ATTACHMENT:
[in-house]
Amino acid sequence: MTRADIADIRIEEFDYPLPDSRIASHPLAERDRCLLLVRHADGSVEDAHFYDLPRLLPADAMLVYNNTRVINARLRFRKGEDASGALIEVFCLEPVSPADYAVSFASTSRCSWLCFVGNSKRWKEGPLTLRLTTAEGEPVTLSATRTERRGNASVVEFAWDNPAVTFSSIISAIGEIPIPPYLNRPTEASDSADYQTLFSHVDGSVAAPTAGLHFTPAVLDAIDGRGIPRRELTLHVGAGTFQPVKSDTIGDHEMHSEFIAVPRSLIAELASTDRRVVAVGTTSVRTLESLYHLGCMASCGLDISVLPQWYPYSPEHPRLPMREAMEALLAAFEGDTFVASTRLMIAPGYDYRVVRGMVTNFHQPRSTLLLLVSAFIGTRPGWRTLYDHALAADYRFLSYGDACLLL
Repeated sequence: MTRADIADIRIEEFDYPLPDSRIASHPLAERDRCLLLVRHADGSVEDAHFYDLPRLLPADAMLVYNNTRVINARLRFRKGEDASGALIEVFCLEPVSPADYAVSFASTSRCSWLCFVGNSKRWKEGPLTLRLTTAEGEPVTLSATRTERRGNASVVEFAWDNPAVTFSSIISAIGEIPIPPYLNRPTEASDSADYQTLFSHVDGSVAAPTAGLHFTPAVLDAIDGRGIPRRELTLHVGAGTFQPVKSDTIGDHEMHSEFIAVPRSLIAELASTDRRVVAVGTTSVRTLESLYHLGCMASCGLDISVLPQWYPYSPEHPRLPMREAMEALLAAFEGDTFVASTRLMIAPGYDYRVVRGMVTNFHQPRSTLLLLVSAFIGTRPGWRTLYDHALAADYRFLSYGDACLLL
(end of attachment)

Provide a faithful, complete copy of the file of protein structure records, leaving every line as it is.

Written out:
[in-house]
Amino acid sequence: MTRADIADIRIEEFDYPLPDSRIASHPLAERDRCLLLVRHADGSVEDAHFYDLPRLLPADAMLVYNNTRVINARLRFRKGEDASGALIEVFCLEPVSPADYAVSFASTSRCSWLCFVGNSKRWKEGPLTLRLTTAEGEPVTLSATRTERRGNASVVEFAWDNPAVTFSSIISAIGEIPIPPYLNRPTEASDSADYQTLFSHVDGSVAAPTAGLHFTPAVLDAIDGRGIPRRELTLHVGAGTFQPVKSDTIGDHEMHSEFIAVPRSLIAELASTDRRVVAVGTTSVRTLESLYHLGCMASCGLDISVLPQWYPYSPEHPRLPMREAMEALLAAFEGDTFVASTRLMIAPGYDYRVVRGMVTNFHQPRSTLLLLVSAFIGTRPGWRTLYDHALAADYRFLSYGDACLLL
Repeated sequence: MTRADIADIRIEEFDYPLPDSRIASHPLAERDRCLLLVRHADGSVEDAHFYDLPRLLPADAMLVYNNTRVINARLRFRKGEDASGALIEVFCLEPVSPADYAVSFASTSRCSWLCFVGNSKRWKEGPLTLRLTTAEGEPVTLSATRTERRGNASVVEFAWDNPAVTFSSIISAIGEIPIPPYLNRPTEASDSADYQTLFSHVDGSVAAPTAGLHFTPAVLDAIDGRGIPRRELTLHVGAGTFQPVKSDTIGDHEMHSEFIAVPRSLIAELASTDRRVVAVGTTSVRTLESLYHLGCMASCGLDISVLPQWYPYSPEHPRLPMREAMEALLAAFEGDTFVASTRLMIAPGYDYRVVRGMVTNFHQPRSTLLLLVSAFIGTRPGWRTLYDHALAADYRFLSYGDACLLL